- Says govt has resorted to spreading rumours to create rift between workers
- Cadres deployed nationwide to update members
- Plans to rally workers to vote against govt in 2019
Botswana Federation of Public Sector Unions (BOFEPUSU) Secretary General Tobokani Rari says they will deploy their leadership nationwide this week to update members on the state of labour relations, government’s efforts to get rid of trade unions and destroy the Public Service Bargaining Council (PSBC).
To show that it would do anything to destroy trade unions, Rari said government was now spreading rumours among workers to create a rift between them, with some promised 3% salary increments if they abandoned unions.
“We are experiencing a situation in which more than ever before, the current regime is clamping down on trade unions by denying them their rights and taking away those that were given by the previous regimes,” he said.
Rari explained that the 3% increment at the exclusion for some workers was meant to make it look like unions were denying them their increments: “Some people do not understand that these are carefully orchestrated plans of government to try to destroy the unions by making the workers to be up in arms against their trade unions and government is doing that deliberately.”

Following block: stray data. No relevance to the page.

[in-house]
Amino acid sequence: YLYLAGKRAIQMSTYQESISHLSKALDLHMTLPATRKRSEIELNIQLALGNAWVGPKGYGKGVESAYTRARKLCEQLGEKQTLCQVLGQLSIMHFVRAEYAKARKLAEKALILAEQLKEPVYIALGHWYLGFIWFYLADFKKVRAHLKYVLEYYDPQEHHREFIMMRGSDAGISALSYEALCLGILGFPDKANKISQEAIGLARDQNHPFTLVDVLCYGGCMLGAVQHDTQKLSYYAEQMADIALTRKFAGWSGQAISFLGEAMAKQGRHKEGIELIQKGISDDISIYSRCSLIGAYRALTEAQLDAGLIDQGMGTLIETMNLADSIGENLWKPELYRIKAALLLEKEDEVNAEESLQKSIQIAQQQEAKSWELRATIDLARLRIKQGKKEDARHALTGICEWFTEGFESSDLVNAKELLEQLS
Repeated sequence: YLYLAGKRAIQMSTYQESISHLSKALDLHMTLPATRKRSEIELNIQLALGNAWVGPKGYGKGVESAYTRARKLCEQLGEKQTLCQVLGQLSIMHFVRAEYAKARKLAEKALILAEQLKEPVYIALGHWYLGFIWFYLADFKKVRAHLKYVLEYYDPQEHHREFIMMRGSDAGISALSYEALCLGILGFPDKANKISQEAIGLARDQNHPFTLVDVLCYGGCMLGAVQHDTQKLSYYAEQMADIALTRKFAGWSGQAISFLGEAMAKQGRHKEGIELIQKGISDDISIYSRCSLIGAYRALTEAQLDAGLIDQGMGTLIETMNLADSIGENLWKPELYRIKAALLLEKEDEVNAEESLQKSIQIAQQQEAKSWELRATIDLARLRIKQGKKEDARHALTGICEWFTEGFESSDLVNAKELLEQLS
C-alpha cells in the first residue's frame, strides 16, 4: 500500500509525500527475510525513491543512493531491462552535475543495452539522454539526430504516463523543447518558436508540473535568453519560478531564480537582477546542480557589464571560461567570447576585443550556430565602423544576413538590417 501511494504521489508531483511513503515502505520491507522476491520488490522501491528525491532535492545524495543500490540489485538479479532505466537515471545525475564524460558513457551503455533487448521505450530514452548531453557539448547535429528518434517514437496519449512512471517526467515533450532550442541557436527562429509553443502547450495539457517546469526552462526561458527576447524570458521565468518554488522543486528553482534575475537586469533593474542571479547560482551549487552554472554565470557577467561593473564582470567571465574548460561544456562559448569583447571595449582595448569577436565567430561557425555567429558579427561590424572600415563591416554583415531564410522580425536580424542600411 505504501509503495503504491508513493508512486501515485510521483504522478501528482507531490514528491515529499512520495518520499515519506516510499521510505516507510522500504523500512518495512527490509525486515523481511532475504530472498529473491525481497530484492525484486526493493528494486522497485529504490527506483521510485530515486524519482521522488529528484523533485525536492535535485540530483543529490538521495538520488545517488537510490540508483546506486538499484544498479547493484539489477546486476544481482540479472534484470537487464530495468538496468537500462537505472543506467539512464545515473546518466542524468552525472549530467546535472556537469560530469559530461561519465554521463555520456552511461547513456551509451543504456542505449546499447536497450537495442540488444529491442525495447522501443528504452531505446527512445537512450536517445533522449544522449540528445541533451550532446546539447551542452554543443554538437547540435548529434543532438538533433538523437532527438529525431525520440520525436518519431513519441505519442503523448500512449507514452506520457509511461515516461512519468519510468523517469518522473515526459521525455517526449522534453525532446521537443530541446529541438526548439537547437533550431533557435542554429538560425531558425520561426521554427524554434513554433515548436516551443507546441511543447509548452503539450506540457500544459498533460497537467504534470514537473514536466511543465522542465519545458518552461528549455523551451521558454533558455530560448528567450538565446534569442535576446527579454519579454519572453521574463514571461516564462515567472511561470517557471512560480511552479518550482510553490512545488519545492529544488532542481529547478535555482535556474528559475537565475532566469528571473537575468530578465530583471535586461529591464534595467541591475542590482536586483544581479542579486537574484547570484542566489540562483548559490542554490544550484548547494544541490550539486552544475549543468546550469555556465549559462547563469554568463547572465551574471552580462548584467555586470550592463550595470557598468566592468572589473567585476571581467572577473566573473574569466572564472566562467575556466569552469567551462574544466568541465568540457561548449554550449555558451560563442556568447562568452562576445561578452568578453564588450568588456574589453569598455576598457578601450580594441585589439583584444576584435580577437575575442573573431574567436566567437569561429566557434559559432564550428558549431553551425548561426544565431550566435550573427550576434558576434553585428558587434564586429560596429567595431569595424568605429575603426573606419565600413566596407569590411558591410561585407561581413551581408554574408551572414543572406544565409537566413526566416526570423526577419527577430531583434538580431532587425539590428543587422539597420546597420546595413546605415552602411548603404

To curb this, he said they decided, following their December 2016 congress, to close the information gap by sending union leadership to explain that what they were doing was actually meant to protect the integrity of the Public Service Bargaining Council (PSBC).
“The PSBC can die when the government starts to make decisions while negotiations are still on and that will mean that the bargaining council is just an entity there that does not bite because it will always be preempted by the actions of government while it is in the negotiation process, so we are fighting to protect this principle,” said Rari.
He also said the nationwide meetings will sensitive people about the 2019 vote as it looks like government was intent on fighting unions and workers. “What else can you do when you have a government that behaves that way. The only thing to do is to go out and vote in numbers to remove those that are against the welfare of the workers,” he said.
Another goal, he added, will be to show workers how the current regime regressed gains made by the previous regime when it comes to ratifying ILO conventions and domesticating them. He cited the amendment of the Public Service Act which allows bargaining as an example. “Now they are taking an important tool that when you sit at a table and bargain you use in order to pressurize the employer, which is the right to strike. This has now been taken away by amending the trade dispute Act.”
He also said government was trying to topple unions as it had also decided to temper with the deduction codes for trade unions.
“Deductions for subscriptions is the blood life of any trade union to exist, therefore you cannot say you have ratified the convention which gives the freedom to associate as trade unions and at the same time kill trade unions by not allowing them to deduct money which runs them. So, in our view, that is regression of the worst order,” he said.